There’s a picture of her
from second grade, next to a
little boy, physically twice

as big as him. They’re both
designing with colored wooden
tiles a singular polygon.

The little boy’s shape is a dense
tiny mass of green and red tiles,
making a shape not unlike

a jagged edged doormat, or a
splotch of spinach stuck in one’s teeth.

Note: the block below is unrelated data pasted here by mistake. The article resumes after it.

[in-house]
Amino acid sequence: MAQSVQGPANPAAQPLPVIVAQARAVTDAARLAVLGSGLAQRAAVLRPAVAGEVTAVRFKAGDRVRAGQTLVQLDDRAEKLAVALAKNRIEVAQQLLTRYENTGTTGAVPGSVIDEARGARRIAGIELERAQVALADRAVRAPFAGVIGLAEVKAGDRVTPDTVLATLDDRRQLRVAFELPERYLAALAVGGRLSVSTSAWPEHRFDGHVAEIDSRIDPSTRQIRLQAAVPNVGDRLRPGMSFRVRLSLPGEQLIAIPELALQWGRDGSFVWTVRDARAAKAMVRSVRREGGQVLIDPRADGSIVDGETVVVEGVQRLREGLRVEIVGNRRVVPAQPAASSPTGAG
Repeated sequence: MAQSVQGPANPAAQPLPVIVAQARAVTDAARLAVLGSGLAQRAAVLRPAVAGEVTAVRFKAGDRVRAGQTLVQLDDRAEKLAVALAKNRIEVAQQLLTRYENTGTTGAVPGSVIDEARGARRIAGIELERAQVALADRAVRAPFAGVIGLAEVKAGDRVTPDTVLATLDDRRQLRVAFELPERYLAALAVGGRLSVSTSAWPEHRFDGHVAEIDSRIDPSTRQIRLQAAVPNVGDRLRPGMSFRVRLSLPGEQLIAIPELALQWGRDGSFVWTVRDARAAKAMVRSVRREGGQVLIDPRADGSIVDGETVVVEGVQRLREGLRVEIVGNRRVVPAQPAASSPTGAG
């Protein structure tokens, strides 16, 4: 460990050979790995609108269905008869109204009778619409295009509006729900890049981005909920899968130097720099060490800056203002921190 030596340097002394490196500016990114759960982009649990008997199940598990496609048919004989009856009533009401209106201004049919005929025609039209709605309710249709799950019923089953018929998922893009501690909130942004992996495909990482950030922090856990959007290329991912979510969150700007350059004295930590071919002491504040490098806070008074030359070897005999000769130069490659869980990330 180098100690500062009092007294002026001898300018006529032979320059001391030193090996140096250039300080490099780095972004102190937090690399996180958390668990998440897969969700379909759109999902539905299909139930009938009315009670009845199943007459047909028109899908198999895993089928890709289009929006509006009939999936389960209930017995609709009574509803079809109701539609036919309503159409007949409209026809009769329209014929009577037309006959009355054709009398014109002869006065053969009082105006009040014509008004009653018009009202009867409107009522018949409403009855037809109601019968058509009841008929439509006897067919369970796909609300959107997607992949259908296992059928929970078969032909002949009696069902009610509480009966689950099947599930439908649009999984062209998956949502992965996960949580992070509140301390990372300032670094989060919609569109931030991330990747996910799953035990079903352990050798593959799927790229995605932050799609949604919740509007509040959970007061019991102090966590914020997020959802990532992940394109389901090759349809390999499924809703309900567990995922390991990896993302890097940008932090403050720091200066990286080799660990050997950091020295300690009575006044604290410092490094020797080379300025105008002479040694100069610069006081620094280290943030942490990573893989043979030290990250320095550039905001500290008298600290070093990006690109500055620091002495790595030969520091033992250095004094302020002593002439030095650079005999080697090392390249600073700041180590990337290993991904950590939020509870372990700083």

Next to him Christy is lifting a

tile into place thoughtfully, her eyes
focused, her lower lip set, and her shape
on the table is a bursting

sunflower of yellow pentagons,
green rhombuses, blue squares, spangled,
large, unabashed.

I showed this photograph to
her once and said, “Christy, this is
who you were, back then:

you were untroubled by the
fact that you were, quite naturally,
bigger than everyone else.”